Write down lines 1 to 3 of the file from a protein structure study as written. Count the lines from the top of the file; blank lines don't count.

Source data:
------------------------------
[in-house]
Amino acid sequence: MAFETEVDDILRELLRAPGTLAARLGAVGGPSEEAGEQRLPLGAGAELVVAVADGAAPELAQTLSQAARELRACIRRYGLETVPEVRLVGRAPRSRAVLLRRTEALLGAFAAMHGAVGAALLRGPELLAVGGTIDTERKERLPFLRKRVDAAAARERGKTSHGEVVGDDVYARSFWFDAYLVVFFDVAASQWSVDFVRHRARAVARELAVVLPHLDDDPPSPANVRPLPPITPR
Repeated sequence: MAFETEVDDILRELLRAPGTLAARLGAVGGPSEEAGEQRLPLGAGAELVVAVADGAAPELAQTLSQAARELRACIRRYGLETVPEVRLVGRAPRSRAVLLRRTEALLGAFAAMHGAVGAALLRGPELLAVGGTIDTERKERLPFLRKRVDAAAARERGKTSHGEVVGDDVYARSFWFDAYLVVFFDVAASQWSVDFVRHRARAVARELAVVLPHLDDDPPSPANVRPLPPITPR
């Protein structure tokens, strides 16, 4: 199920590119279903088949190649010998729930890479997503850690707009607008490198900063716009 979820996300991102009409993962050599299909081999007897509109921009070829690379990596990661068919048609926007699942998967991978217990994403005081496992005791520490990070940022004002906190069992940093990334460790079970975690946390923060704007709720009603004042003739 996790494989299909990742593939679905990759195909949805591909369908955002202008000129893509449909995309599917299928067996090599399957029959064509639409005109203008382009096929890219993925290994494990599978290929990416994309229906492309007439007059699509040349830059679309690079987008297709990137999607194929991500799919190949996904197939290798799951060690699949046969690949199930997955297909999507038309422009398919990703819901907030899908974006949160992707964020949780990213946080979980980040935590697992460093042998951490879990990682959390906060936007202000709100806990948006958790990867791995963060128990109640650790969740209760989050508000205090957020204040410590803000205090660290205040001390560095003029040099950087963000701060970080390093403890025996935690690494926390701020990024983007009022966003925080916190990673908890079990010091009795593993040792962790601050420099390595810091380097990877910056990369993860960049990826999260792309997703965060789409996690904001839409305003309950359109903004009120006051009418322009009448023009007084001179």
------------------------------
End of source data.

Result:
[in-house]
Amino acid sequence: MAFETEVDDILRELLRAPGTLAARLGAVGGPSEEAGEQRLPLGAGAELVVAVADGAAPELAQTLSQAARELRACIRRYGLETVPEVRLVGRAPRSRAVLLRRTEALLGAFAAMHGAVGAALLRGPELLAVGGTIDTERKERLPFLRKRVDAAAARERGKTSHGEVVGDDVYARSFWFDAYLVVFFDVAASQWSVDFVRHRARAVARELAVVLPHLDDDPPSPANVRPLPPITPR
Repeated sequence: MAFETEVDDILRELLRAPGTLAARLGAVGGPSEEAGEQRLPLGAGAELVVAVADGAAPELAQTLSQAARELRACIRRYGLETVPEVRLVGRAPRSRAVLLRRTEALLGAFAAMHGAVGAALLRGPELLAVGGTIDTERKERLPFLRKRVDAAAARERGKTSHGEVVGDDVYARSFWFDAYLVVFFDVAASQWSVDFVRHRARAVARELAVVLPHLDDDPPSPANVRPLPPITPR